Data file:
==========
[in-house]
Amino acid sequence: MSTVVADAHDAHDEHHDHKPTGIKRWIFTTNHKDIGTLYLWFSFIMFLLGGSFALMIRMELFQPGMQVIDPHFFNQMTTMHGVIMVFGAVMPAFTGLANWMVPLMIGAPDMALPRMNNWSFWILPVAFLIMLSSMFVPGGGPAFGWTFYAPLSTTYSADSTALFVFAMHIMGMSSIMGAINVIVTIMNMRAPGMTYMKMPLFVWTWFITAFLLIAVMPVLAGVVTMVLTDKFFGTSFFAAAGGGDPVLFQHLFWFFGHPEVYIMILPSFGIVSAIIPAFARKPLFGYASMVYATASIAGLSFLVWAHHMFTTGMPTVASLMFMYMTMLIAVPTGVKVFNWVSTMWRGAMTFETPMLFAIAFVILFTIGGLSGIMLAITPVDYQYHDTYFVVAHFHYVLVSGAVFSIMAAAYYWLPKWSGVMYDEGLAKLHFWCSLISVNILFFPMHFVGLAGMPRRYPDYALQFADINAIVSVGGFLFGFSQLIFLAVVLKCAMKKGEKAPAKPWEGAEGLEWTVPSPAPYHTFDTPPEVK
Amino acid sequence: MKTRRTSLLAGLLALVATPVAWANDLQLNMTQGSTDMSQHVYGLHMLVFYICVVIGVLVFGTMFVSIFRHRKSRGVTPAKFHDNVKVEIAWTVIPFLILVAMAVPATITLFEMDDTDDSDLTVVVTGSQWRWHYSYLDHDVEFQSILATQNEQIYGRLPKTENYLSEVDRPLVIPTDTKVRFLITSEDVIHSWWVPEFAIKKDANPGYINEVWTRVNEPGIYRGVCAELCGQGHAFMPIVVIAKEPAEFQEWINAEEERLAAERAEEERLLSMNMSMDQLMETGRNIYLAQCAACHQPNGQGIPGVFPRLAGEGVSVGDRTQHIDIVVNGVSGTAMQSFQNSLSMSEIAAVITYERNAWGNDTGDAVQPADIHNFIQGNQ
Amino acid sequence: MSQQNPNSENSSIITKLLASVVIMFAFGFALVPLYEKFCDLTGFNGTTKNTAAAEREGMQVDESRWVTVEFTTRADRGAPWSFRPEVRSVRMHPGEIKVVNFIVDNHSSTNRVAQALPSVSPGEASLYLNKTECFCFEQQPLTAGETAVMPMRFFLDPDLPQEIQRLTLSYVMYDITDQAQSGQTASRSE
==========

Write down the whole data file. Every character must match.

[in-house]
Amino acid sequence: MSTVVADAHDAHDEHHDHKPTGIKRWIFTTNHKDIGTLYLWFSFIMFLLGGSFALMIRMELFQPGMQVIDPHFFNQMTTMHGVIMVFGAVMPAFTGLANWMVPLMIGAPDMALPRMNNWSFWILPVAFLIMLSSMFVPGGGPAFGWTFYAPLSTTYSADSTALFVFAMHIMGMSSIMGAINVIVTIMNMRAPGMTYMKMPLFVWTWFITAFLLIAVMPVLAGVVTMVLTDKFFGTSFFAAAGGGDPVLFQHLFWFFGHPEVYIMILPSFGIVSAIIPAFARKPLFGYASMVYATASIAGLSFLVWAHHMFTTGMPTVASLMFMYMTMLIAVPTGVKVFNWVSTMWRGAMTFETPMLFAIAFVILFTIGGLSGIMLAITPVDYQYHDTYFVVAHFHYVLVSGAVFSIMAAAYYWLPKWSGVMYDEGLAKLHFWCSLISVNILFFPMHFVGLAGMPRRYPDYALQFADINAIVSVGGFLFGFSQLIFLAVVLKCAMKKGEKAPAKPWEGAEGLEWTVPSPAPYHTFDTPPEVK
Amino acid sequence: MKTRRTSLLAGLLALVATPVAWANDLQLNMTQGSTDMSQHVYGLHMLVFYICVVIGVLVFGTMFVSIFRHRKSRGVTPAKFHDNVKVEIAWTVIPFLILVAMAVPATITLFEMDDTDDSDLTVVVTGSQWRWHYSYLDHDVEFQSILATQNEQIYGRLPKTENYLSEVDRPLVIPTDTKVRFLITSEDVIHSWWVPEFAIKKDANPGYINEVWTRVNEPGIYRGVCAELCGQGHAFMPIVVIAKEPAEFQEWINAEEERLAAERAEEERLLSMNMSMDQLMETGRNIYLAQCAACHQPNGQGIPGVFPRLAGEGVSVGDRTQHIDIVVNGVSGTAMQSFQNSLSMSEIAAVITYERNAWGNDTGDAVQPADIHNFIQGNQ
Amino acid sequence: MSQQNPNSENSSIITKLLASVVIMFAFGFALVPLYEKFCDLTGFNGTTKNTAAAEREGMQVDESRWVTVEFTTRADRGAPWSFRPEVRSVRMHPGEIKVVNFIVDNHSSTNRVAQALPSVSPGEASLYLNKTECFCFEQQPLTAGETAVMPMRFFLDPDLPQEIQRLTLSYVMYDITDQAQSGQTASRSE